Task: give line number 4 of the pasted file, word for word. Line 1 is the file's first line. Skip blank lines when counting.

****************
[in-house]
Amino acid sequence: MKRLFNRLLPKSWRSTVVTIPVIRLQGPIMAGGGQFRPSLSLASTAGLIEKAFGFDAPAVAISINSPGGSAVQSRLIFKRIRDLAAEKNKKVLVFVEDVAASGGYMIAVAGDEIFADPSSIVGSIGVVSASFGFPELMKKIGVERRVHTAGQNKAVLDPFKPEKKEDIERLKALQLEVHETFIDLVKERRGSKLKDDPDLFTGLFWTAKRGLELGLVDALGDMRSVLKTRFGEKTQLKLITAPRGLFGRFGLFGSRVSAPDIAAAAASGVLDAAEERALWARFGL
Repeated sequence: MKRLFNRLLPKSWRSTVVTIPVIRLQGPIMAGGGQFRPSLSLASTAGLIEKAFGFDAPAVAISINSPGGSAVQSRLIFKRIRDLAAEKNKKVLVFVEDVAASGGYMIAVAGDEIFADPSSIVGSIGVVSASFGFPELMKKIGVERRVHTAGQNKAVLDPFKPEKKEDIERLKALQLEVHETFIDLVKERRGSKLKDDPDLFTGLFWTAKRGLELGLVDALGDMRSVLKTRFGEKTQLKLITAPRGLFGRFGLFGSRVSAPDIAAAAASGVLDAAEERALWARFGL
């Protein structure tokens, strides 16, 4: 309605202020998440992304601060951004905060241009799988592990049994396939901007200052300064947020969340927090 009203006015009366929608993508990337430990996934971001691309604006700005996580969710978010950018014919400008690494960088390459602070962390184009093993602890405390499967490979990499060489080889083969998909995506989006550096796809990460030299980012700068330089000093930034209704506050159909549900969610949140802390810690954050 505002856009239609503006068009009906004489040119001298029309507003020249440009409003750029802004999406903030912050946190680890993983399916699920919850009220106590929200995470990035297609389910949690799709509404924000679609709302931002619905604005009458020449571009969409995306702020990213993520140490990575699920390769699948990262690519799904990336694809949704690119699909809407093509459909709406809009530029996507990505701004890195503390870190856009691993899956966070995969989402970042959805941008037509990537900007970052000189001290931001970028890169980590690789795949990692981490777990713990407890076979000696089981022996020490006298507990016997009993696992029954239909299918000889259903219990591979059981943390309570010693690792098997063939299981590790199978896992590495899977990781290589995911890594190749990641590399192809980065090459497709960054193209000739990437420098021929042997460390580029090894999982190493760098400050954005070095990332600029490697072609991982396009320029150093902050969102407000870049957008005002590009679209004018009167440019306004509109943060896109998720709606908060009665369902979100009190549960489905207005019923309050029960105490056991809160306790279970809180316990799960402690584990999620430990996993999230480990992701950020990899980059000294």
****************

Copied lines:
């Protein structure tokens, strides 16, 4: 309605202020998440992304601060951004905060241009799988592990049994396939901007200052300064947020969340927090 009203006015009366929608993508990337430990996934971001691309604006700005996580969710978010950018014919400008690494960088390459602070962390184009093993602890405390499967490979990499060489080889083969998909995506989006550096796809990460030299980012700068330089000093930034209704506050159909549900969610949140802390810690954050 505002856009239609503006068009009906004489040119001298029309507003020249440009409003750029802004999406903030912050946190680890993983399916699920919850009220106590929200995470990035297609389910949690799709509404924000679609709302931002619905604005009458020449571009969409995306702020990213993520140490990575699920390769699948990262690519799904990336694809949704690119699909809407093509459909709406809009530029996507990505701004890195503390870190856009691993899956966070995969989402970042959805941008037509990537900007970052000189001290931001970028890169980590690789795949990692981490777990713990407890076979000696089981022996020490006298507990016997009993696992029954239909299918000889259903219990591979059981943390309570010693690792098997063939299981590790199978896992590495899977990781290589995911890594190749990641590399192809980065090459497709960054193209000739990437420098021929042997460390580029090894999982190493760098400050954005070095990332600029490697072609991982396009320029150093902050969102407000870049957008005002590009679209004018009167440019306004509109943060896109998720709606908060009665369902979100009190549960489905207005019923309050029960105490056991809160306790279970809180316990799960402690584990999620430990996993999230480990992701950020990899980059000294």